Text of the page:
Shortly after we all learned of a massive security breach at Equifax in which the personal information of 143 million 145.5 million Americans and sundry Brits and Canadians was plundered by hackers, the US Internal Revenue Service awarded Equifax a no-bid contract – to provide identity verification services for the tax authority.
The tech contract was awarded on September 29, the same month the network intrusion was revealed, and will be worth $7,251,968 to the troubled credit reporting agency. The fact that the deal was signed off after the news of the massive security failure broke last month suggests someone at the IRS either doesn't pay attention to the headlines, or just doesn't care one way or the other.
People's social security numbers, used by the IRS to identify folks, were among the private information left unencrypted on accessible servers and then stolen from Equifax. Which is now being paid to identify US taxpayers. That totally makes sense.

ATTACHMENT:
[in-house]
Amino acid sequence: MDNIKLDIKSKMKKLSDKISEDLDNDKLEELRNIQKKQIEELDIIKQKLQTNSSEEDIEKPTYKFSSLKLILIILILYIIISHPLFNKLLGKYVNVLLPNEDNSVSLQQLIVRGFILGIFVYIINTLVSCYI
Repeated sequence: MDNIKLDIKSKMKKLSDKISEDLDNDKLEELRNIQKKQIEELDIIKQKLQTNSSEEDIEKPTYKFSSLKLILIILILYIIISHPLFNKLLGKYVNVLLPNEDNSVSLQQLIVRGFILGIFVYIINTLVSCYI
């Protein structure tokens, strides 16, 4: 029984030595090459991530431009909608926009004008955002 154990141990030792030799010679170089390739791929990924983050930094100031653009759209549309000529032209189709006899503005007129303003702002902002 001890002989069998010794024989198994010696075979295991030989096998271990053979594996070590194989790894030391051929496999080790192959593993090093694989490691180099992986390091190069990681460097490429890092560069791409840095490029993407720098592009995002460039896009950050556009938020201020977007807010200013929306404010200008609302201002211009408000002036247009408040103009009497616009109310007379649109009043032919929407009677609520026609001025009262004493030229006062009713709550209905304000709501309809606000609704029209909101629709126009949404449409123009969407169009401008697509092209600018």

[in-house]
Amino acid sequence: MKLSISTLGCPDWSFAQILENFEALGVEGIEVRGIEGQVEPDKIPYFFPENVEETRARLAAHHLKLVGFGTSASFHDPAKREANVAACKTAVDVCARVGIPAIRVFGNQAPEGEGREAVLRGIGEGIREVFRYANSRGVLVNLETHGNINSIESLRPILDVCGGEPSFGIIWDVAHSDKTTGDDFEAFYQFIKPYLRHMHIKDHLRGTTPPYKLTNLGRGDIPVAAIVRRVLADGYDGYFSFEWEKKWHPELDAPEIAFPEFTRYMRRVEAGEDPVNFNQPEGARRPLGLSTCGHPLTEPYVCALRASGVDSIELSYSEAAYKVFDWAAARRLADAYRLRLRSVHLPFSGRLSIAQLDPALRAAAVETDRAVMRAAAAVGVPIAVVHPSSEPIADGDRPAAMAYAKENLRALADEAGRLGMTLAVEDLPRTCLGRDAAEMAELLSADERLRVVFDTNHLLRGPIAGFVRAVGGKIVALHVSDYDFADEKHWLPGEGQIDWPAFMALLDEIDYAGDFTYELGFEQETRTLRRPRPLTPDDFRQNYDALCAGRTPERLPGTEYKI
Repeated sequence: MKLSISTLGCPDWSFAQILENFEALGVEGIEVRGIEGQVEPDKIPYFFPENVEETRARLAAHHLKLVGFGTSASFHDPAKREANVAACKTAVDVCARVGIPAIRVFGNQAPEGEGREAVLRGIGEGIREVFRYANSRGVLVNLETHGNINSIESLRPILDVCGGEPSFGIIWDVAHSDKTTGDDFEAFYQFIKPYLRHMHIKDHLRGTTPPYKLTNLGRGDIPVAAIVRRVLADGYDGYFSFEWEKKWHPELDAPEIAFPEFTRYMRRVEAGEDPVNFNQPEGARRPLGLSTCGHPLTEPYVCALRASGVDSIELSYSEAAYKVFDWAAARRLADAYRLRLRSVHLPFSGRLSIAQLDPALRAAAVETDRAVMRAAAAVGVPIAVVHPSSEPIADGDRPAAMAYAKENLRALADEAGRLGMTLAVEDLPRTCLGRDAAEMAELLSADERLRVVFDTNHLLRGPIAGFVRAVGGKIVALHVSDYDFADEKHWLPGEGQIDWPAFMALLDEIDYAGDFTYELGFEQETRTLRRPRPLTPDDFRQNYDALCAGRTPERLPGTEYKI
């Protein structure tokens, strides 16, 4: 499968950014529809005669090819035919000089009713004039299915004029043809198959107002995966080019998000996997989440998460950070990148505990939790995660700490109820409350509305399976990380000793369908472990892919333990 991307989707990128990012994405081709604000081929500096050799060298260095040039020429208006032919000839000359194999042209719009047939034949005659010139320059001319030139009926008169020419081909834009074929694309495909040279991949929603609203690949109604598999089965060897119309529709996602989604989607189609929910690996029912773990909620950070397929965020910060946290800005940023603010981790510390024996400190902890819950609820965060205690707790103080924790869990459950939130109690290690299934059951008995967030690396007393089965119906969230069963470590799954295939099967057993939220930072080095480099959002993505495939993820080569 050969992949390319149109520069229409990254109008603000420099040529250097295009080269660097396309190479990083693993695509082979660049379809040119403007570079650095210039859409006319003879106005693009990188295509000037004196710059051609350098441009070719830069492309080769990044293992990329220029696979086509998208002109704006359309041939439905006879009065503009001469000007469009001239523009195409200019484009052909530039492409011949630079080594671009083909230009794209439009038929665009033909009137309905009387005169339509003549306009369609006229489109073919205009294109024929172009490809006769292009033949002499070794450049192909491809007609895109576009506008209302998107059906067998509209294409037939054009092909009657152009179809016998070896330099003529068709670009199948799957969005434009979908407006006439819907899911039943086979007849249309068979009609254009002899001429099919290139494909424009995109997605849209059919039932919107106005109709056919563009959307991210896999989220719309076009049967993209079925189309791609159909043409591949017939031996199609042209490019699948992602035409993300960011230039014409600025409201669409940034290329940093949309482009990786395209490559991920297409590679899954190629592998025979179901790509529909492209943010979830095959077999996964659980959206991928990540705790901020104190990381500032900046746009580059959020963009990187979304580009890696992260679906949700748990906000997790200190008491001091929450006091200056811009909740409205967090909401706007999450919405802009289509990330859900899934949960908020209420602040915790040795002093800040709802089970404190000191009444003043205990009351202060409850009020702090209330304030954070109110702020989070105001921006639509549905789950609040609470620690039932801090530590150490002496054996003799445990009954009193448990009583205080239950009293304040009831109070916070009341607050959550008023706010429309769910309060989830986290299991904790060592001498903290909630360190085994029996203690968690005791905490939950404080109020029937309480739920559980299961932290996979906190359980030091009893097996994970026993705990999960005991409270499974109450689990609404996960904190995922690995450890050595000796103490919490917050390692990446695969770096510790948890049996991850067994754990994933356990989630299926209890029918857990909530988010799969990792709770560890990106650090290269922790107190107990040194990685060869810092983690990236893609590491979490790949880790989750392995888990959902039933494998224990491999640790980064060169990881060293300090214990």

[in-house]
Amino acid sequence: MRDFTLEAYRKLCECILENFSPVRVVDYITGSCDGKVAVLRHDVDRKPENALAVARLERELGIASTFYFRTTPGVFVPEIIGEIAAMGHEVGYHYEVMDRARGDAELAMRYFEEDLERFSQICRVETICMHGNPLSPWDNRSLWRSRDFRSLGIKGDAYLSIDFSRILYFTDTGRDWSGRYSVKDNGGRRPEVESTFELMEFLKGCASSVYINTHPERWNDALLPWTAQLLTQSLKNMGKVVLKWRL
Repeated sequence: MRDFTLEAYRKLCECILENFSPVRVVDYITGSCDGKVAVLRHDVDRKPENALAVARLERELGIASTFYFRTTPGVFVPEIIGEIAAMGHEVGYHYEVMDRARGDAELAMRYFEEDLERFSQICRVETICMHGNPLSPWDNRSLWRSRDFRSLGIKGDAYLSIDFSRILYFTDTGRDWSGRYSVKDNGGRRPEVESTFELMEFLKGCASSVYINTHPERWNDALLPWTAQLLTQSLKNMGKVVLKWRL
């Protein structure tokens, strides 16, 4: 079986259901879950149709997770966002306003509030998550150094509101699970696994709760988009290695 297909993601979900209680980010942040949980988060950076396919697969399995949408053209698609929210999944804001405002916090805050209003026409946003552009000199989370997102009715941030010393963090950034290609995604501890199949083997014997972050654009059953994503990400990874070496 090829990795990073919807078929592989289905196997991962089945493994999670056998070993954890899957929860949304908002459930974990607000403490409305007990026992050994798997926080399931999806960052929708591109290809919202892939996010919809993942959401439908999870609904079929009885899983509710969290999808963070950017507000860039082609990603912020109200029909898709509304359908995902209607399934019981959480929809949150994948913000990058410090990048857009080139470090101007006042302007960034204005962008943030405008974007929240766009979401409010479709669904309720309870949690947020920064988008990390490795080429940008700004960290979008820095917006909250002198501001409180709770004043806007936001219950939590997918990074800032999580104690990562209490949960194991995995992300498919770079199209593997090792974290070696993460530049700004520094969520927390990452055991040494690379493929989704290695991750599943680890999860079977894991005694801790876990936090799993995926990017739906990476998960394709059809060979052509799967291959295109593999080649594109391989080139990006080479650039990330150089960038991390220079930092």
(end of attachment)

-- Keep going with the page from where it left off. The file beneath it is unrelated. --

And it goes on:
"This action was to establish an order for third party data services from Equifax to verify taxpayer identity and to assist in ongoing identity verification and validations needs of the Service," the IRS contract notification, dated September 30, stated.
"A sole source order is required to cover the timeframe needed to resolve the protest on contract TIRNO-17-Z-00024. This is considered a critical service that cannot lapse."
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Then again, the IRS has form with crap IT security. In 2015, the tax agency admitted about 100,000 US citizens had had their personal information slurped from its servers by miscreants, so it may feel right at home dealing with the klutzes at Equifax.
On Tuesday, Equifax's former CEO Richard Smith faced a mild grilling from American politicians over the company's woeful handling of the database breach. Smith blamed the entire hack on a single staffer who knew about a flaw in Apache Struts that the hackers exploited to break in but who didn’t insist the IT department patch to protect systems.
Not that he looked too bothered, sitting before a US House energy and commerce subcommittee. Smith, along with the credit agency's CIO and CSO, haven't been fired but instead have simply resigned, er, retired and floated away on their golden parachutes. Smith himself got a payoff of about $90m after his incompetence put most of the adult population of America at risk of identity theft. ®